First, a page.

Jesus, in denying these temptations, teaches us that God’s dream for us is for our basic needs to be met. He teaches us that God’s dream for us is to be free from the overreaches of power that enslave and corrupt human beings. And, finally, Jesus teaches us that God’s dream for us is to know in the depth of our very being, that God’s love for us is unbounded and extravagant and wild. That it is real. And that nothing we do, nothing that has ever been done to us, can ever change that truth.

    When it comes to temptation, there are lots of behavior modification strategies available to us. Things we can do, disciplines we can take on that will help us with the temptations in our lives. And many of them work. And, always… there is the deeper spiritual work of believing in our own worth. To cultivate this belief, is what Lent is really about. This is the connection, has always been the reason that we talk about temptations during Lent.

    So, Lent is a time of renewal, not of punishment. Afterall, who needs more punishment when we punish ourselves all the time. Lent is a time of healing, not a time to demonstrate religious zeal. It is a time set aside in our calendar when we purposefully deepen our walk with God through prayer and discernment to learn how to take better care of our own brokenheartedness so that we have the strength to withstand this cloaked figure that looms over our shoulder, that evil whisperer of unwelcome thoughts, that just wants to keep us suspended, pinned down, and languishing in apathy.

    Lent is the time to invite God’s healing in… so the peace of Christ may rest fully in our being. And in that, my beloveds, is freedom. Liberation. Release. And this state of being where we experience this freedom, this deliverance, and this renewal… this has always been God’s dream for us.

    God’s Dream. Let’s talk more about that. Let’s leave behind the image of the tempter, and step into imagining God’s dream.

    God’s dream for us is to be provided for. In this, we know that God desires for no one to be in need. Indeed, God has given us this home we call earth with enough resources to support all life. And our Savior, then, is one that reminds us of God’s abundance when we lose our way and live from a place of scarcity.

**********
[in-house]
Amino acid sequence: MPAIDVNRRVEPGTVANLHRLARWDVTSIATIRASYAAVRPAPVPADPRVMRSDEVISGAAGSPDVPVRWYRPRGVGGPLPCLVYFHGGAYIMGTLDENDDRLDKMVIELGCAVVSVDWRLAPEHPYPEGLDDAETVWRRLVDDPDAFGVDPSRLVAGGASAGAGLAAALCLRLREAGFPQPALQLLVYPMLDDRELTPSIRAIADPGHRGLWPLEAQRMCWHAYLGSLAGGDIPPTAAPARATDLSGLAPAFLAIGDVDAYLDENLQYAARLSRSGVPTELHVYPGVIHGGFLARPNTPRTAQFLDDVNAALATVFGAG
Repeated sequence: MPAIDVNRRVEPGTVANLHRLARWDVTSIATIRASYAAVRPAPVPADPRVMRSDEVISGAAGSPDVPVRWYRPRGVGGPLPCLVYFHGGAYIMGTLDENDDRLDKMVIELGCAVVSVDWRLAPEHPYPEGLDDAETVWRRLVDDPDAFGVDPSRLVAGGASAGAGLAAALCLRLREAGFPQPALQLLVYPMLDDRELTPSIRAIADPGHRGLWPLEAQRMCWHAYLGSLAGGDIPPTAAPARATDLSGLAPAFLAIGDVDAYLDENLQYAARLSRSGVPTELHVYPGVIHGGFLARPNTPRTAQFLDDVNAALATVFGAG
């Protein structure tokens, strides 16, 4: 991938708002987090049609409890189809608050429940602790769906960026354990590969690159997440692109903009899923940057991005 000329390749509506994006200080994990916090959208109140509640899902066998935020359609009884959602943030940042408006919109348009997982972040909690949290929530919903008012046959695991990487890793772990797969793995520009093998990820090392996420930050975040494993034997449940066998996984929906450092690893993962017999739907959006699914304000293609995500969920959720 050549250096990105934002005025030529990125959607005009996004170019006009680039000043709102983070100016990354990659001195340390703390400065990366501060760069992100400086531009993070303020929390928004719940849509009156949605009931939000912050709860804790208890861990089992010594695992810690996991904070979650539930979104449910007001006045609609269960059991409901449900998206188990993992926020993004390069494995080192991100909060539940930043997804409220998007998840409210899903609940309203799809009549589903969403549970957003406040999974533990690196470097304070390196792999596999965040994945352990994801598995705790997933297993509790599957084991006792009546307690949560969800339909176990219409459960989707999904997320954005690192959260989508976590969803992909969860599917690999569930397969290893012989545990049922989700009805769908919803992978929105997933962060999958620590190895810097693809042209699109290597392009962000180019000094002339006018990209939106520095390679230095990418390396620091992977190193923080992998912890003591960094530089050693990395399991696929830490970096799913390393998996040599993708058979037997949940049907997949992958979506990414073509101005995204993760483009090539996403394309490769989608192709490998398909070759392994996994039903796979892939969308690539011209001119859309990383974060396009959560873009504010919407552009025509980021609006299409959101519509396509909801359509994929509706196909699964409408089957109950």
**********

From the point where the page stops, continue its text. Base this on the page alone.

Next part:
God’s dream for us is to live lives of dignity. Because of this, we know that every creature is beloved and precious and each one of us has the right to be free from abuses of power, free from corruption, exploitation, and manipulation by the powerful. Our Savior is the one who is always on the side of the oppressed, always seeking to overturn the tables of oppression, and always reminding us that whenever we draw a line in the sand, Jesus will be on the other side.

    And God’s dream for us is to know, to deeply know, God’s extravagant, lavish love for us so much so that we never have reason to question it or seek proof of our own worthiness. And in order to be able to offer of ourselves, to truly love and care for others, we are called to cultivate a trust in that love, a belief in it as the absolute truth, even when, in our own human pain, we want to believe the worst of ourselves and of others. Our Savior, then, is the one who knows God’s love as one of a loving parent – personal, unyielding, and intimate – and because of that, has the strength to give of himself in love.

    Our Savior, Jesus the Christ, that is, Jesus the anointed one… Christ is the peace in our hearts that is the birthright of humanity – to know God’s love so deeply and so completely that we no longer have need to seek it out for ourselves, we only know that we are called to offer it to others. To spend this love. To give of ourselves because we can do no other.

    It is in this spending that we gain our lives. It is in this love that we are renewed.

    So, let us begin this journey of Lenten renewal today. For ourselves and for one another as the community of St. John’s, and for the world we are called to serve.

    Let us open to our own brokenheartedness and hold it with the kindness of a loving friend. For, in this vulnerable place, lies our true strength: where we lay down our burdens and know that God’s mercy, God’s love will carry us every time we do.